Common Sense Note
Parents need to know that this all-star version of Les Miserables is an adaptation of the world-famous stage musical, which itself is based on Victor Hugo's classic 1862 novel. Hugh Jackman, Russell Crowe, and Anne Hathaway star in the gritty, often-heartbreaking tale of justice, duty, love, and revolution. The film deals with abject poverty, prostitution, imprisonment, corruption, war, and death; all of which fans of the musical will be expecting -- but bringing the story to the screen means it has a much more realistic feel (despite the fact that the actors sing virtually all of the dialogue). Characters suffer painful beatings, degrade themselves out of desperation, engage in gun and bayonet fights, claw their way through unspeakable filth, and more. Expect some bawdy lyrics/references (with a sprinkling of curse words, including one "s--t"), a very sad scene in which an unwilling prostitute "entertains" a client, plenty of cleavage, some blood, and a few very sad deaths (including one suicide). But ultimately, Les Miserables is about the redemptive power of love and faith, and there are many moments of hope and beauty amid the miserable ones.
Some bawdy scenes/references, especially in a few scenes that feature prostitutes and a brothel. One scene shows a prostitute being used by a client (her skirt is up; he's on top of her); it isn't erotic or revealing. Lots of cleavage; lyrics include phrases like "ready for a quick one or a thick one in the park" and "thinks he's quite a lover, but there's not much there."
Much of the second half of the film focuses on the June Rebellion, a Paris uprising in 1832; there are many battle scenes that include gunfights, cannons, explosions, hand-to-hand combat with bayonets and fists, and plenty of dramatic, sad deaths (even children are involved). Because it's a musical, the violence is more play-like than realistic, and there's not much blood or gore (though one post-battle scene does show a stream of blood running down the cobblestone pavement), but it feels much grittier than the stage production. There are also some nasty beatings and a bone-crunching suicide leap. A woman prostitutes herself out of desperation; the scene is brutal and heart-wrenching. She scuffles with a potential client and bites him (a little blood is shown).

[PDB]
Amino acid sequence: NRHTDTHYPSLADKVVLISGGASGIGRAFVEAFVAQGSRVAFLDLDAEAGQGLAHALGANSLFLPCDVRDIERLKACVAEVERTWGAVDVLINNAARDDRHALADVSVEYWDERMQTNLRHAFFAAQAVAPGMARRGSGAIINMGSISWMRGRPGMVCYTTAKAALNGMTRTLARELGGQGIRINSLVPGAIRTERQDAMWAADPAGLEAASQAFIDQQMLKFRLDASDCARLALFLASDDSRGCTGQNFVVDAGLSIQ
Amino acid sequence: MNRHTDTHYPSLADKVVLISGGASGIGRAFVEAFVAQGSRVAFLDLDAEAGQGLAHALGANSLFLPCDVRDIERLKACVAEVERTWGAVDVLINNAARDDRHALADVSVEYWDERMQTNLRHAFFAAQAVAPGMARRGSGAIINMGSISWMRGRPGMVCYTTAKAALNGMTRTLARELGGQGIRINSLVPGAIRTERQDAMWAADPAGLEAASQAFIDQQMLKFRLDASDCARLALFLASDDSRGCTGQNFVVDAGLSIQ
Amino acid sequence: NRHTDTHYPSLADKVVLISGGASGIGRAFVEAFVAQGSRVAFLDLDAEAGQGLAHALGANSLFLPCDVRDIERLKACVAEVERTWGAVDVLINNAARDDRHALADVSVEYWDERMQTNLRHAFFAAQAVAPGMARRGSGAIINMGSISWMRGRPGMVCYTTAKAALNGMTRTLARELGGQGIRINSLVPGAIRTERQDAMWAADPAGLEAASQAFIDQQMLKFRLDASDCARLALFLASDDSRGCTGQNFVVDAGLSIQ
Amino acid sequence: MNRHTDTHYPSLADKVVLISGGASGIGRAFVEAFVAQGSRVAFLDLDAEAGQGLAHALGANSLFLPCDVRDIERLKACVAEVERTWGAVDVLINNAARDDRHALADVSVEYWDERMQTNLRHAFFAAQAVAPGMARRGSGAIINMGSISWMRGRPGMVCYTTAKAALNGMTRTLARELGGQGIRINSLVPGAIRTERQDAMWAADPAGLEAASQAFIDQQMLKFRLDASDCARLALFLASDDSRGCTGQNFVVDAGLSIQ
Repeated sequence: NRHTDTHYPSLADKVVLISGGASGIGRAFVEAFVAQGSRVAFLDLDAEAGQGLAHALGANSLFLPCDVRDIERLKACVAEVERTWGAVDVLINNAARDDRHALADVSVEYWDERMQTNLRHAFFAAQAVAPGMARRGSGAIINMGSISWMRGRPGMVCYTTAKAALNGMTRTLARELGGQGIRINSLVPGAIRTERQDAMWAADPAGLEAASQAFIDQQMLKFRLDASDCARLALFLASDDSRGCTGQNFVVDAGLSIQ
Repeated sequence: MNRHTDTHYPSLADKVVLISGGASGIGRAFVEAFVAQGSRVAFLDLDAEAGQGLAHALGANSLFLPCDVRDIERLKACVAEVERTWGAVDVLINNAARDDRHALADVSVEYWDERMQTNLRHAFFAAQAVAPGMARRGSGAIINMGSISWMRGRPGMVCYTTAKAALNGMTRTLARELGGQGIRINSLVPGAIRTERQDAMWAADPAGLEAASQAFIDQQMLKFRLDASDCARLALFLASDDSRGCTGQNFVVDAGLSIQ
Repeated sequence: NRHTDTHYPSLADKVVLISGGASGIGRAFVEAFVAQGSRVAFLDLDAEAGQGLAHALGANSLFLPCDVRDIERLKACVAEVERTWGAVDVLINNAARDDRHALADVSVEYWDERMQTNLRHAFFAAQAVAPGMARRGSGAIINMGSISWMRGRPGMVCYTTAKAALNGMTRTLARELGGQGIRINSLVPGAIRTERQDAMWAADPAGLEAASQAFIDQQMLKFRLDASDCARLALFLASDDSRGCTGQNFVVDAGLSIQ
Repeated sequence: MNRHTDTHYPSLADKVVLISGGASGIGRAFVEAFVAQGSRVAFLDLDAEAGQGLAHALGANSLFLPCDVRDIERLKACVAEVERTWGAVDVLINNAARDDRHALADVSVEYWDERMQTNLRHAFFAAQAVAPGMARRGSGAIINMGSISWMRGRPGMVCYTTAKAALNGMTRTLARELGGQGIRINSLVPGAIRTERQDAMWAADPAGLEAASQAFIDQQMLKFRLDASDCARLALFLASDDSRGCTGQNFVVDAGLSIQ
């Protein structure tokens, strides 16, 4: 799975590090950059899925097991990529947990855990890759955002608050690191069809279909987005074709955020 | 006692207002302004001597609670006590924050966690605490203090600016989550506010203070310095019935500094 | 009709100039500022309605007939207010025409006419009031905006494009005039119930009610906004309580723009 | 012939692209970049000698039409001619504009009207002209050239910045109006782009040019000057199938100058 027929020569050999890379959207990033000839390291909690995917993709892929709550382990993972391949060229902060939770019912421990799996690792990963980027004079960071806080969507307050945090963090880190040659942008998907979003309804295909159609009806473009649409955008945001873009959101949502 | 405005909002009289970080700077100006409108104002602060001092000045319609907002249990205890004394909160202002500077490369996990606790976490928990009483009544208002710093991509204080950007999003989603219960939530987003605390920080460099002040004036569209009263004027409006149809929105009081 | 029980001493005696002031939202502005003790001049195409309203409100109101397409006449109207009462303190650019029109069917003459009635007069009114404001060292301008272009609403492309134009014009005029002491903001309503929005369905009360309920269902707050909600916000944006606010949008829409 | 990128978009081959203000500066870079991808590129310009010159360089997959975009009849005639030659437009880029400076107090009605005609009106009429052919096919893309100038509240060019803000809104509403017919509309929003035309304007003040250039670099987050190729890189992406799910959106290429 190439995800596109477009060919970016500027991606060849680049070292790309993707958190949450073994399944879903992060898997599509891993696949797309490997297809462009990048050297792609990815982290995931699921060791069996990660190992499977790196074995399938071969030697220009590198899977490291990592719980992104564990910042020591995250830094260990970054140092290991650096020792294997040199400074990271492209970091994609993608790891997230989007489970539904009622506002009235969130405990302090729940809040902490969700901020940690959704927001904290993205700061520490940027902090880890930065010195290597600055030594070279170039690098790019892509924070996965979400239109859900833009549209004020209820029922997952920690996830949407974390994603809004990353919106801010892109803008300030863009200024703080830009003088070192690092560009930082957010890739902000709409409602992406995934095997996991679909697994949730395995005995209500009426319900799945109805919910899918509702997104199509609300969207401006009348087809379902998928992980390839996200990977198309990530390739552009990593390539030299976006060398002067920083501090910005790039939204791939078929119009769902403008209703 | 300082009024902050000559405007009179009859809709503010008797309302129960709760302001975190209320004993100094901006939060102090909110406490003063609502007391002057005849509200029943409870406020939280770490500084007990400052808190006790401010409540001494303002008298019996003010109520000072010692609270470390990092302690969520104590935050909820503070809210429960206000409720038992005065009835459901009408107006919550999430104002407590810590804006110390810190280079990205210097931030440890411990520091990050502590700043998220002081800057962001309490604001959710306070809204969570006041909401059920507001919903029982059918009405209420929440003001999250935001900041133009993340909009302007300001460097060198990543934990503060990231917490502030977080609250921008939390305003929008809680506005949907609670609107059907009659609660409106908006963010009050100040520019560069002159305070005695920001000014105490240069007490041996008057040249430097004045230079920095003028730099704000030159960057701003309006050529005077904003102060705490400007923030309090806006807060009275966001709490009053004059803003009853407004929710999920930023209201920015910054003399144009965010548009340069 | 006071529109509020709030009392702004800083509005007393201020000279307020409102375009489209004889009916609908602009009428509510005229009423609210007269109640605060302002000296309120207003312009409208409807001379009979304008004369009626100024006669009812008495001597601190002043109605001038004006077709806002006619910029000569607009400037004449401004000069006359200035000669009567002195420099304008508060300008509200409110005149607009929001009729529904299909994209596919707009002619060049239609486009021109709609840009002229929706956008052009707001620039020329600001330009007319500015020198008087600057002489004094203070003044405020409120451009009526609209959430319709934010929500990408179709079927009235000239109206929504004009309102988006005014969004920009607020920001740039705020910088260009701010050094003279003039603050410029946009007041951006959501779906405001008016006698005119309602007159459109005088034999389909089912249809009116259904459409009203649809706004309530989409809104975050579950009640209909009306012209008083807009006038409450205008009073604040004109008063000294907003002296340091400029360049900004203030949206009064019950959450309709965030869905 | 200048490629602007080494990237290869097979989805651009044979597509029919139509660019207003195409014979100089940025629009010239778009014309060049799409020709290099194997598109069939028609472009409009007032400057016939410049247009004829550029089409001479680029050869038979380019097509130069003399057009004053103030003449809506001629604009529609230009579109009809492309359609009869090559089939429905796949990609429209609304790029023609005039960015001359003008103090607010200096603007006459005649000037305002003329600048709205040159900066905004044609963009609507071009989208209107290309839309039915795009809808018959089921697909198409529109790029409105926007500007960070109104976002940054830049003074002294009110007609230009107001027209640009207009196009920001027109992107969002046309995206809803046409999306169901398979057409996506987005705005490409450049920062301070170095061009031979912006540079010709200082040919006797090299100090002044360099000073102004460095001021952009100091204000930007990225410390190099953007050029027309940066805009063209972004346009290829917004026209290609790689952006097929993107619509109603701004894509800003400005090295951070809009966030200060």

Almost all the dialogue is sung, with very little profanity, but there are a couple of uses of words including "s--t" (once), "bitch," "ass," "hell," "damn," and "bastard." Other songs have some sexual references and mentions of whores.
The story's ultimate take-away is about the redemptive power of faith and love -- of God and/or of another person. And it raises thoughtful questions about the nature of justice, power, and duty. That said, many of the characters live truly miserable lives, and good deeds are rarely rewarded. But Jean Valjean does seek to do the right thing and to care for others, even though it might cost him his freedom. And Marius and his cohorts are motivated by passion and dedication to an ideal, even if things don't go the way they planned.
Drugs / Tobacco /
Several scenes feature people drinking wine, including one set at an inn that's filled with drunken patrons.